IMAGE PROCESSING: Intel developer forum focuses on interface standards

Those attempting to predict the next camera-to-computer interface standard have been thrown a number of curve balls lately.

Nov 1st, 2009
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Those attempting to predict the next camera-to-computer interface standard have been thrown a number of curve balls lately. At the 2009 International Robots, Vision & Motion Control Show in Rosemont, IL, for example, two proposals to extend the bandwidth of the Camera Link interface were presented to the standards committee of the Automated Imaging Association (AIA) (see “Future Camera Link standards emerge,”Vision Systems Design, August 2009).

The first, CoaXPress, proposed by Adimec (Eindhoven, the Netherlands; is based on a high-speed line driver and equalizer chipset from Eqcologic (Brussels, Belgium; and allows image data to be transferred over 50 m of coaxial cable at a data rate of 6.25 Gbits/s. For higher speeds, more cables can be used in parallel.

The second approach known as high-speed link (HSLINK), proposed by DALSA (Waterloo, ON, Canada; specifies each twisted pair in the cable runs at 3.125 Gbits/s, with options for one pair, four pairs, and 20 pairs that would support up to 62.5 Gbits/s using a 12x InfiniBand cable. While camera products and frame grabbers based on the CoaXPress standard from Adimec and Active Silicon (Iver, UK;, respectively, were announced at the November VISION 2009 show in Stuttgart, Germany, the HSLINK proposal has yet to see any product adoption.

Because interfaces such as Camera Link, CoaXPress, and InfiniBand all offer point-to-point bidirectional serial links, they are by nature more deterministic than bus-based standards such as USB- or frame-based protocols such as Gigabit Ethernet. Despite this, low-cost consumer interfaces such as USB 3.0 will gain ground in PC-based systems that do not necessarily require high-speed deterministic response.

After Intel initially demonstrated the USB 3.0 or SuperSpeed interface more than two years ago, the 4.8-Gbit/s interface and products developed using it were recently unveiled at the September 2009 Intel Developer Forum (San Francisco, CA, USA).

To increase the bandwidth of the USB 3.0 interface, the SuperSpeed standard adds two extra differential pairs that are operated in full duplex mode. To remain backwards compatible, the SuperSpeed standard retains the original differential pair used to transmit data in the USB 2.0 standard.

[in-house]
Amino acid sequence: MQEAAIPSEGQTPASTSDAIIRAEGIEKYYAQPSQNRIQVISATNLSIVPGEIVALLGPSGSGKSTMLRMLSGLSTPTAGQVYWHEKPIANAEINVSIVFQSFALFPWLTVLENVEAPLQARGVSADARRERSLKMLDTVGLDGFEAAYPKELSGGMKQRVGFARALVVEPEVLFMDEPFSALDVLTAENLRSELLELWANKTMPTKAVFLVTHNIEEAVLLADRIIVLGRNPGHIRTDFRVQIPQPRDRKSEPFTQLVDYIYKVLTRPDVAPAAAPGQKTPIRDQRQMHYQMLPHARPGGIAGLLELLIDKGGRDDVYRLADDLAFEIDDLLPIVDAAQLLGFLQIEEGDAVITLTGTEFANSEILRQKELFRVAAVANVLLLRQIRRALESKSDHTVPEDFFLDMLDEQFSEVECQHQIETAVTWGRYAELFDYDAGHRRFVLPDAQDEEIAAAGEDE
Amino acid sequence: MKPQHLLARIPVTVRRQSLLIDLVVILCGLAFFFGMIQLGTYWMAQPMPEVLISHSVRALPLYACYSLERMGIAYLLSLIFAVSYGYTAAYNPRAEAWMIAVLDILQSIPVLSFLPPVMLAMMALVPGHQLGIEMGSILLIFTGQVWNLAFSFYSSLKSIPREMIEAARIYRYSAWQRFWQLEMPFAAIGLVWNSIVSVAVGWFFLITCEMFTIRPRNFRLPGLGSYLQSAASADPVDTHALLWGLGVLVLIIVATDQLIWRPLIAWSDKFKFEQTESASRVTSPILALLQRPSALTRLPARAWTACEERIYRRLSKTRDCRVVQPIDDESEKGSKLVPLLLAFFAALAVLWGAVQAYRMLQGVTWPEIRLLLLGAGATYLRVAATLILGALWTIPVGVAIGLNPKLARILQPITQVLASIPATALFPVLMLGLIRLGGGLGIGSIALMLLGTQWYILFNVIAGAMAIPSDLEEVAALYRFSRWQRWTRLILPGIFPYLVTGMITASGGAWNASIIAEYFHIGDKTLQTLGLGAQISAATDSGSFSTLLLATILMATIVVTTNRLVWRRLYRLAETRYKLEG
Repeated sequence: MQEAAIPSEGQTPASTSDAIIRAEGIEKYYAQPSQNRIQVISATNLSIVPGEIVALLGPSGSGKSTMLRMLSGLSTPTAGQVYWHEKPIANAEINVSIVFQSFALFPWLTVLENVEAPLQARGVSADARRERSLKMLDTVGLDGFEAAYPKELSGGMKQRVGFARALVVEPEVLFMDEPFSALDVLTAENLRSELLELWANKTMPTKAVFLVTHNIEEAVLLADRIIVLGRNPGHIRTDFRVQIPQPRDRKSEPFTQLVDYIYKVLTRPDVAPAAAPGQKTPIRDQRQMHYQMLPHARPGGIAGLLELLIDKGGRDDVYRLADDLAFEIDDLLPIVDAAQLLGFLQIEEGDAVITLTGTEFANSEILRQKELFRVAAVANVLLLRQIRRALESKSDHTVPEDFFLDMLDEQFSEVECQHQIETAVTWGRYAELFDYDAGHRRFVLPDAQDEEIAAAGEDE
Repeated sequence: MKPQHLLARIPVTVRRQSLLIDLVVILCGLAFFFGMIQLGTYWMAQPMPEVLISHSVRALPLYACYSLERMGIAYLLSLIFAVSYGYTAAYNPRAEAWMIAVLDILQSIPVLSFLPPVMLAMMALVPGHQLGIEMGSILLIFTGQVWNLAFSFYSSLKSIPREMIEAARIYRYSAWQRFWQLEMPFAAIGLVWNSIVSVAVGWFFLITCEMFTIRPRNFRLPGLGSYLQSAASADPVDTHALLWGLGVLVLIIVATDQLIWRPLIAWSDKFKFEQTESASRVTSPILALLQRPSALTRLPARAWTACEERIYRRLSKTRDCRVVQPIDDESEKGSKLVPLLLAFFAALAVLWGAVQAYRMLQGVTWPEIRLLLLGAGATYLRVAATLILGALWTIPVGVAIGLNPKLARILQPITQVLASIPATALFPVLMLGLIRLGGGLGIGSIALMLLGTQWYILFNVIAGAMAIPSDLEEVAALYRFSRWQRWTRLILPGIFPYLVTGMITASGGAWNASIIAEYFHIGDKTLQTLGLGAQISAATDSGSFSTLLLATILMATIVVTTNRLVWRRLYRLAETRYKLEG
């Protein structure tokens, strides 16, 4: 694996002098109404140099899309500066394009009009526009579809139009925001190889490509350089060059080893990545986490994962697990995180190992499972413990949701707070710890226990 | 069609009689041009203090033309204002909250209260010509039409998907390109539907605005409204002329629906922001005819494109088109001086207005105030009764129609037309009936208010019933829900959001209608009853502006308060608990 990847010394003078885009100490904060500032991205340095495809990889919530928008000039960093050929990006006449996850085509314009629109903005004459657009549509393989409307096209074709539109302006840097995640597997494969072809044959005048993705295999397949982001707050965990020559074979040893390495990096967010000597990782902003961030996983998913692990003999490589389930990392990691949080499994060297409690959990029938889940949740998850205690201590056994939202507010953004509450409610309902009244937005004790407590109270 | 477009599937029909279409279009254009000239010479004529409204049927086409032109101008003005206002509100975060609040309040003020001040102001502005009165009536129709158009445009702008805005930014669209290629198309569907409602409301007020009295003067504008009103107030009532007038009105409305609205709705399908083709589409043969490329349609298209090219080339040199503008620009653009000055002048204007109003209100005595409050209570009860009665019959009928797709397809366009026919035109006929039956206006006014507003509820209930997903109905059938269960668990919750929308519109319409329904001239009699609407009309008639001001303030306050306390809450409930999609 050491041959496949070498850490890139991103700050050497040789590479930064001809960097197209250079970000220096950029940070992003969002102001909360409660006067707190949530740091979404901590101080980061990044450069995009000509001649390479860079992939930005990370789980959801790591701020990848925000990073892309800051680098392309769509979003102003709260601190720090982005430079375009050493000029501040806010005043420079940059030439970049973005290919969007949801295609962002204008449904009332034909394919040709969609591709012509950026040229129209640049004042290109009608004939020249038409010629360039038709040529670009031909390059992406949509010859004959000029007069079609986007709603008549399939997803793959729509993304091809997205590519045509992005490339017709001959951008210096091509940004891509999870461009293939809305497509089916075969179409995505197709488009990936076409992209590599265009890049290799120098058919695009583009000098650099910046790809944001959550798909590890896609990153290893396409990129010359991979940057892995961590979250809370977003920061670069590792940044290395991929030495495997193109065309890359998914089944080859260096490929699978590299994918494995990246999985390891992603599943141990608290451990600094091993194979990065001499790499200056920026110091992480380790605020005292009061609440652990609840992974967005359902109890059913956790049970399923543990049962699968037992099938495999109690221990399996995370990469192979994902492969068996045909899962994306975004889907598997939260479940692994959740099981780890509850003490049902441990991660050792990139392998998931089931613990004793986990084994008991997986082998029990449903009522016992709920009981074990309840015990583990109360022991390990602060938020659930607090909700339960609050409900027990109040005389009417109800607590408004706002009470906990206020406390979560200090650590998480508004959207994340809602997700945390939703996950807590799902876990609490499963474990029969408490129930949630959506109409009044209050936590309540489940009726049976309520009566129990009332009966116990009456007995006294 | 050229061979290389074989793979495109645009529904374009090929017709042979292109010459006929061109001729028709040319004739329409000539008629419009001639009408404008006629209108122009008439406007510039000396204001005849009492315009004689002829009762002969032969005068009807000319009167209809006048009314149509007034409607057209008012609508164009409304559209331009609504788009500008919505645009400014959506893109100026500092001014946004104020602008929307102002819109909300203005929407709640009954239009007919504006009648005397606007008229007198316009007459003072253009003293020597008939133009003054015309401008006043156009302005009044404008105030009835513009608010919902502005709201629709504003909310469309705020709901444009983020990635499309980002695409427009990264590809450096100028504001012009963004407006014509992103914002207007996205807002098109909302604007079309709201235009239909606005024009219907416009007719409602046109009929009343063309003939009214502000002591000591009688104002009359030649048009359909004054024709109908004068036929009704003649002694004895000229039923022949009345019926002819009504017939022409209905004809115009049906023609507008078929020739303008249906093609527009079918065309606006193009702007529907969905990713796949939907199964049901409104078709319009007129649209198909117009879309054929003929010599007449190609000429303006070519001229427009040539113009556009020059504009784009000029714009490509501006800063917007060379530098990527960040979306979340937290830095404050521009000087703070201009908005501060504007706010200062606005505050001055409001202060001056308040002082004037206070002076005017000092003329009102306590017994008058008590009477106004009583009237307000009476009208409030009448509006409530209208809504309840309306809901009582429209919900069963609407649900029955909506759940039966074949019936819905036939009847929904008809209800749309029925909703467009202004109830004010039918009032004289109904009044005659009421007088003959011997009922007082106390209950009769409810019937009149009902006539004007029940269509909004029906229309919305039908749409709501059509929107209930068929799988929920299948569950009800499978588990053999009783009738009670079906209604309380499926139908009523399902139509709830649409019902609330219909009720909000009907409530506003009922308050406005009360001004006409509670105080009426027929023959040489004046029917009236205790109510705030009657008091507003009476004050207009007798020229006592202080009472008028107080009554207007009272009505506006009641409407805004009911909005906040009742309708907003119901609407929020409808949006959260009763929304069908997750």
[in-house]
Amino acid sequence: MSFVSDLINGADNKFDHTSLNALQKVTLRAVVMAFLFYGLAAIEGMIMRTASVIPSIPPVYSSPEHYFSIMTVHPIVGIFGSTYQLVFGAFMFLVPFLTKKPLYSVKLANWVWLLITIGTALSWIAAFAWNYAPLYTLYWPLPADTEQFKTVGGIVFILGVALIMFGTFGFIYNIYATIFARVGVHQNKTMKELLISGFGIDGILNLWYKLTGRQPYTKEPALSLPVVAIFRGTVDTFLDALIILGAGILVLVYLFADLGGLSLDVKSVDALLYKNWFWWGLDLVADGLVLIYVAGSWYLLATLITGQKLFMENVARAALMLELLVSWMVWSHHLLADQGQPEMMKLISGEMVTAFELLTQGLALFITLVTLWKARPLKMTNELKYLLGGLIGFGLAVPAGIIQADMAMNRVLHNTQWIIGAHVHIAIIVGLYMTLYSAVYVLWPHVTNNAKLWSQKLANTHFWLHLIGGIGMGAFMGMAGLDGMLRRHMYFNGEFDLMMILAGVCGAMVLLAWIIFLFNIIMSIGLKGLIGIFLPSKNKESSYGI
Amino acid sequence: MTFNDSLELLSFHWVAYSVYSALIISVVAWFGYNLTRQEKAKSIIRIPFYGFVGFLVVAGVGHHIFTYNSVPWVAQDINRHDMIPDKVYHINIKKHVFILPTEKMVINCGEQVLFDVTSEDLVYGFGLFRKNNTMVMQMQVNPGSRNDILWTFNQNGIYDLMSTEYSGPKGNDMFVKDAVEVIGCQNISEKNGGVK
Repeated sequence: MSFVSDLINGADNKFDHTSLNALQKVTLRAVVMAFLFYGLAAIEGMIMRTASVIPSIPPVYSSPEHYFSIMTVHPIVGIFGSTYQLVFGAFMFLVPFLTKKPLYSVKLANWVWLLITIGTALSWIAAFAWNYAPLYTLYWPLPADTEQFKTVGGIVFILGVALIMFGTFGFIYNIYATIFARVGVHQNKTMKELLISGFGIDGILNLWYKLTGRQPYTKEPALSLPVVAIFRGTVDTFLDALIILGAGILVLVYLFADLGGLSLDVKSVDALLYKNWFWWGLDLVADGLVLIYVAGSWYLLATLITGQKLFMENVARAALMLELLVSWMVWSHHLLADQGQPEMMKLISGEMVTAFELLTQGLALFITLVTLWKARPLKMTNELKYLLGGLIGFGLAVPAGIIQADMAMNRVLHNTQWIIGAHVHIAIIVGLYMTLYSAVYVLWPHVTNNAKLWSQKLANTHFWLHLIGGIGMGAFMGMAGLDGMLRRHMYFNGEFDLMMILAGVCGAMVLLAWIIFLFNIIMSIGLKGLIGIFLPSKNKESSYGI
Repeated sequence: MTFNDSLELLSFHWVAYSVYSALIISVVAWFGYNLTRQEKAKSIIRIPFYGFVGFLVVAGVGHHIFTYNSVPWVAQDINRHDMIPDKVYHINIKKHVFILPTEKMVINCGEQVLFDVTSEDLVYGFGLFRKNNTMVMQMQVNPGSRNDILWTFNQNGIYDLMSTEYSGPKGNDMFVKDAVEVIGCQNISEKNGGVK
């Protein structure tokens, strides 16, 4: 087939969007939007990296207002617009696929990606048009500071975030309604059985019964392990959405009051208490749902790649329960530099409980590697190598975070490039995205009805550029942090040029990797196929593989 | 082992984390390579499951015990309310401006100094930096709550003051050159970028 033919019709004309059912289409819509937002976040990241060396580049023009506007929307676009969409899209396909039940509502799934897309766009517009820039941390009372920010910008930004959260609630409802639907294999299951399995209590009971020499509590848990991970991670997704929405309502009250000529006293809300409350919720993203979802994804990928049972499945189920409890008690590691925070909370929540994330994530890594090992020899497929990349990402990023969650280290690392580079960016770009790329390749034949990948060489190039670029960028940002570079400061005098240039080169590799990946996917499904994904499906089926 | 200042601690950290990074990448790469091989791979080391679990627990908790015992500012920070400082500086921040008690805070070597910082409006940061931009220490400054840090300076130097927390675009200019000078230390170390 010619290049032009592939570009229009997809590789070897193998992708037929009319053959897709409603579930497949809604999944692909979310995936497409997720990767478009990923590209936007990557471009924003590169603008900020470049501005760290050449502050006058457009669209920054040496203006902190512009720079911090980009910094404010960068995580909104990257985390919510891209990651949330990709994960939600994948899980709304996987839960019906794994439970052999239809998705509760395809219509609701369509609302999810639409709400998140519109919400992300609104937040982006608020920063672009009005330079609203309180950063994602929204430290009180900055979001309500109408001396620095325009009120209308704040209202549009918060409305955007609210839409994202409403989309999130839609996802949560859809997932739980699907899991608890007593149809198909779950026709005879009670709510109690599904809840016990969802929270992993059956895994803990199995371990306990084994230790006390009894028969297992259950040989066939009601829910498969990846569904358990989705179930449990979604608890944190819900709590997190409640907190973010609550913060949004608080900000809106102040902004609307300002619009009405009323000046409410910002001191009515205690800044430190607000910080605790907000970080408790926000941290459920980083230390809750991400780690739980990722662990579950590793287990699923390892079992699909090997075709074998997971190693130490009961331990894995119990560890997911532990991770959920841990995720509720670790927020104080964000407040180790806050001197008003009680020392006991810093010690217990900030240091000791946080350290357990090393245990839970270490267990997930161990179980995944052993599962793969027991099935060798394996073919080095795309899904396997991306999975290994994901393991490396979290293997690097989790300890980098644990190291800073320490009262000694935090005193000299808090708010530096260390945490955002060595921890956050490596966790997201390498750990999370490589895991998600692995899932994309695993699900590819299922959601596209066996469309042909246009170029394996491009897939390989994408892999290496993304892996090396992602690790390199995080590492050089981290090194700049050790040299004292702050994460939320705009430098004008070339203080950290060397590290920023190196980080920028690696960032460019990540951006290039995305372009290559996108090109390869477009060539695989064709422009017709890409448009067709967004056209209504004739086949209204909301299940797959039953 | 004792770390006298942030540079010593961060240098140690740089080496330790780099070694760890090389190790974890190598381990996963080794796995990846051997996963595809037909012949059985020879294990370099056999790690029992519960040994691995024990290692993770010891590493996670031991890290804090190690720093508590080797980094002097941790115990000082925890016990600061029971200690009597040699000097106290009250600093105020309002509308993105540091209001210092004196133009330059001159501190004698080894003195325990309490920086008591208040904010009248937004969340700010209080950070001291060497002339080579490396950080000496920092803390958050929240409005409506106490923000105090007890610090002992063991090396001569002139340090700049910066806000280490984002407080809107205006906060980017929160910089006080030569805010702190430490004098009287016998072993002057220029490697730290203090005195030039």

When implementing the USB interface, system developers have a number of choices. These include using dedicated host controller interfaces, USB 3.0 transceivers, and PCI Express controllers, whether to implement some or all of this functionality in an ASIC, or to integrate single ICs that incorporate all of these functions.

Those wishing to prototype systems rapidly could, for example, opt for the FL1000 single-chip solution from Fresco Logic (Beaverton, OR, USA; Backwards compatible with USB 1.1 and 2.0, the 100-pin device supports the USB 3.0 Rev 1.0 standard and implements a host PCI Express interface, USB 3.0 transceiver, a USB 3.0 eXtended Host Controller Interface (xHCI), and a PCI Express controller and transceiver. The company is also offering an FL1000-enabled add-in card for PCI Express systems.

Leveraging this technology, Point Grey Research (Richmond, BC, Canada; has already demonstrated the benefits of SuperSpeed USB by streaming uncompressed 1080p60 video from a Point Grey camera to the USB 3.0 host controller from Fresco Logic running in an P7P55D motherboard from Asus (Taipei, Taiwan; The prototype camera uses a 3-Mpixel IMX036 CMOS image sensor from Sony (Tokyo, Japan; to output uncompressed 1920 × 1080-pixel images at 60 frames/s (see figure). Point Grey’s software driver provides low-level control of the camera via the USB 3.0 bus.

Using a USB-to-PCI express interface from Fresco Logic, Point Grey has demonstrated a USB 3.0-based camera capable of streaming uncompressed 1080p60 video to a PC.
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While the USB SuperSpeed interface represents a direct challenge to other bus-based standards such as FireWire, other emerging technologies from Intel promise to further increase the bandwidth of consumer interfaces. At the Intel Developer Forum, for example, Intel demonstrated what it is calling Light Peak, an integrated controller and optical module that uses miniature lasers and photodetectors to deliver 10 Gbits/s over an optical fiber.

Although details of the device have yet to be made available, the company has said that the interface is expected to be an order of magnitude less expensive than current 10-Gbit/s transceivers and controllers. Intel expects this technology to be scalable to 100 Gbits/s over the next decade and plans to offer the controller chip to developers next year.

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